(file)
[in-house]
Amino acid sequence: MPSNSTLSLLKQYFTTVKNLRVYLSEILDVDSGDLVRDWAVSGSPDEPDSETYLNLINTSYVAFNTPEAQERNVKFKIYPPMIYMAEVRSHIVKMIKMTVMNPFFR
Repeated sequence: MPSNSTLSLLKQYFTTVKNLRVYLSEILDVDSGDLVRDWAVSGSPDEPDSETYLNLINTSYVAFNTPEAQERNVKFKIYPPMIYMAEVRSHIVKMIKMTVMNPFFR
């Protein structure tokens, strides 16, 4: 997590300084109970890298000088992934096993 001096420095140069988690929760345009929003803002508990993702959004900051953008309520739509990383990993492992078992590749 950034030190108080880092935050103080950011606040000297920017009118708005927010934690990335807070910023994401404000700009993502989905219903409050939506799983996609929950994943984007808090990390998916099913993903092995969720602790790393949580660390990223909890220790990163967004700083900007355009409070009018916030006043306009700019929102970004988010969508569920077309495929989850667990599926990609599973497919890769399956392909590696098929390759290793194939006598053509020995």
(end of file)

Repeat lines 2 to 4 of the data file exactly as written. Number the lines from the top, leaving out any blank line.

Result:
Amino acid sequence: MPSNSTLSLLKQYFTTVKNLRVYLSEILDVDSGDLVRDWAVSGSPDEPDSETYLNLINTSYVAFNTPEAQERNVKFKIYPPMIYMAEVRSHIVKMIKMTVMNPFFR
Repeated sequence: MPSNSTLSLLKQYFTTVKNLRVYLSEILDVDSGDLVRDWAVSGSPDEPDSETYLNLINTSYVAFNTPEAQERNVKFKIYPPMIYMAEVRSHIVKMIKMTVMNPFFR
């Protein structure tokens, strides 16, 4: 997590300084109970890298000088992934096993 001096420095140069988690929760345009929003803002508990993702959004900051953008309520739509990383990993492992078992590749 950034030190108080880092935050103080950011606040000297920017009118708005927010934690990335807070910023994401404000700009993502989905219903409050939506799983996609929950994943984007808090990390998916099913993903092995969720602790790393949580660390990223909890220790990163967004700083900007355009409070009018916030006043306009700019929102970004988010969508569920077309495929989850667990599926990609599973497919890769399956392909590696098929390759290793194939006598053509020995």